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For most of its life the Pontiac Parisienne was sold in Canada, where people speak French and don't mind driving a car that translates to "French lady from Paris." Unfortunately, for a few years Pontiac thought it would be smart to resurrect the name in the United States for a rebadged Impala with a Caprice nose and a Pontiac grille because customers wanted a RWD car from the brand. Clearly, people who demand RWD sedans also demand to drive the French lady from Paris.

In early 1983, to gain back Pontiac customers who longed for a large rear wheel drive car, the Parisienne was imported from Oshawa, Ontario, Canada (where the full-size model had not been dropped) and sold in the United States. Externally, it was a rebadged Chevrolet Impala (1983-84 models had the Impala rear taillight panel fitted with Pontiac-spec taillight lenses, whereas the nose was borrowed from the Chevrolet Caprice fitted with a Pontiac grille). The 1985 to 1986 models resumed use of the rear-end styling from the 1980 to 1981 Bonneville.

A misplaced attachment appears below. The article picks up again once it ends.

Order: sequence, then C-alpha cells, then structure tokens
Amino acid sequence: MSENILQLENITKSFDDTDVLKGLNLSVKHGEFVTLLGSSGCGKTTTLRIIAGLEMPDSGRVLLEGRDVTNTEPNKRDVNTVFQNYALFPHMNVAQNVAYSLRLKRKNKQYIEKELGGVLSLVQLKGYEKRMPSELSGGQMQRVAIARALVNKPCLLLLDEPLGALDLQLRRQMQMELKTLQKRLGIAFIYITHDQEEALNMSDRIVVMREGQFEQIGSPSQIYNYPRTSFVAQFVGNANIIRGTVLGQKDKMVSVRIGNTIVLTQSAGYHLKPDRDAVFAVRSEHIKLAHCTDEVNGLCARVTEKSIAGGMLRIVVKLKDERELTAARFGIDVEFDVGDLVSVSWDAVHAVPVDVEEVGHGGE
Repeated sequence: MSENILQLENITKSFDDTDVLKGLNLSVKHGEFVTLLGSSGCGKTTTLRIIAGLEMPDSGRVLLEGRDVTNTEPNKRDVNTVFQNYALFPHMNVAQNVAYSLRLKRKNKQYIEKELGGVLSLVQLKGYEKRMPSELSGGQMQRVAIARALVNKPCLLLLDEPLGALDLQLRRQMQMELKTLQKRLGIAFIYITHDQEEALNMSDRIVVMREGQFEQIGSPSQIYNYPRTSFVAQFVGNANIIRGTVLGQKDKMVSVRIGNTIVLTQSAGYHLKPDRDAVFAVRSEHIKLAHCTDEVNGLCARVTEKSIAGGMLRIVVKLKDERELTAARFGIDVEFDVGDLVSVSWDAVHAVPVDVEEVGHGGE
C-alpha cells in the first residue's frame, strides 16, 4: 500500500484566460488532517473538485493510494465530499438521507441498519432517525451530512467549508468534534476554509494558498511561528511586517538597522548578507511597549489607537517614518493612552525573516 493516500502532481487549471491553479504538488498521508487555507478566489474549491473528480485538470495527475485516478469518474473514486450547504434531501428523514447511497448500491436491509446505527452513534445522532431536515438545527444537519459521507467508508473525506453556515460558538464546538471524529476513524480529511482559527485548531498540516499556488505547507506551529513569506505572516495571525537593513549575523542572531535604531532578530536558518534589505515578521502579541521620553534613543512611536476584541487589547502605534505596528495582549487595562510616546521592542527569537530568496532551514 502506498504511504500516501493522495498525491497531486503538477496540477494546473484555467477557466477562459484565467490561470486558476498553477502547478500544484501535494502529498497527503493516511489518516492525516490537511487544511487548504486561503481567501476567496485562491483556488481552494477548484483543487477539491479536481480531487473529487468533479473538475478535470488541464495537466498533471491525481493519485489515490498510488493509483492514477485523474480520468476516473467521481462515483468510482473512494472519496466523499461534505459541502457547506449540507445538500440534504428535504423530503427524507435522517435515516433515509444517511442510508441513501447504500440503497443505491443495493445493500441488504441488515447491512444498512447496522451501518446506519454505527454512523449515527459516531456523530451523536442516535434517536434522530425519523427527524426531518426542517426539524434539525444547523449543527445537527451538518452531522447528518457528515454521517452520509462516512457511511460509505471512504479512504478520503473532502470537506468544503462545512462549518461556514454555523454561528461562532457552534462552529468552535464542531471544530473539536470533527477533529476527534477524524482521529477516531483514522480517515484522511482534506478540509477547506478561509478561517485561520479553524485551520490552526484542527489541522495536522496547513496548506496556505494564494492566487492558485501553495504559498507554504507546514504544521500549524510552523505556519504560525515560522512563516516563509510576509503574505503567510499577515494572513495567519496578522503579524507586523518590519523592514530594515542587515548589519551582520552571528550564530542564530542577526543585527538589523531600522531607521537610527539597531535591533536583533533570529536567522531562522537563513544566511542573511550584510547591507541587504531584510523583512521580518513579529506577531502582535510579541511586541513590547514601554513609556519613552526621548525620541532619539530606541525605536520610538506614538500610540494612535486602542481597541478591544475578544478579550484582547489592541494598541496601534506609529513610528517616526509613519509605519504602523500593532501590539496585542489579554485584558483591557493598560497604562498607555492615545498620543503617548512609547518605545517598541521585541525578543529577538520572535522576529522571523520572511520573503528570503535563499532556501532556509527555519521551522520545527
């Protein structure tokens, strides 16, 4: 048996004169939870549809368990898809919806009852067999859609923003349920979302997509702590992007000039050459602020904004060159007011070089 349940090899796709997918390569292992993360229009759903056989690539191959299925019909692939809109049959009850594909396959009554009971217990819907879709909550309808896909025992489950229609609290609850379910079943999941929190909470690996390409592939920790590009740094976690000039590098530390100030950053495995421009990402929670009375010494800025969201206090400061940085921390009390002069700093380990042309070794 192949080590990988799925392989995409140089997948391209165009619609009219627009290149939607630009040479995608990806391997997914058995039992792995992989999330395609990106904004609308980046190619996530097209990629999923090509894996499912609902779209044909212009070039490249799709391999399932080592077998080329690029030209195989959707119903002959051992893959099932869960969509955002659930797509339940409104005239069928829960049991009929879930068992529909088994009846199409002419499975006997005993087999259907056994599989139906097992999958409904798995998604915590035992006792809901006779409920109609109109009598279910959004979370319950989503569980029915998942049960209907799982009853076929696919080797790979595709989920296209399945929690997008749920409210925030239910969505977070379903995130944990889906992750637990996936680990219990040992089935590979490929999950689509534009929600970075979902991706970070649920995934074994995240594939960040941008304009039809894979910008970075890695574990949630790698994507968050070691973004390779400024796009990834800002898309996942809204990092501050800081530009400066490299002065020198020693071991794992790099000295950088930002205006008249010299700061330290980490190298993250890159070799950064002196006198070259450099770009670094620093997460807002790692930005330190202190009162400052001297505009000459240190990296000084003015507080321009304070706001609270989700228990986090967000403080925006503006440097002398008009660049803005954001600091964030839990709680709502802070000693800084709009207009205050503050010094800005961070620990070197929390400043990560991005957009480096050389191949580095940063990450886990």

Two Parisienne ranges were sold - a base model (similar to the former Catalina and the then-current Oldsmobile Delta 88 Royale) in four-door sedan and Safari station wagon form, and a more-luxurious Brougham four-door sedan (with velour upholstery that featured loose-pillow fitted seats). No two-door models were offered for the United States market, although a coupe version was available in Canada through 1983. The Pontiac Parisienne was a success, especially with customers who wanted a nicely appointed car at a reasonable price. The Parisienne still sold well when GM decided to drop the line after the 1986 model year. A front wheel drive model with the Bonneville name replaced the Parisienne; however, the wagon model (known just as "Safari") continued until 1989.


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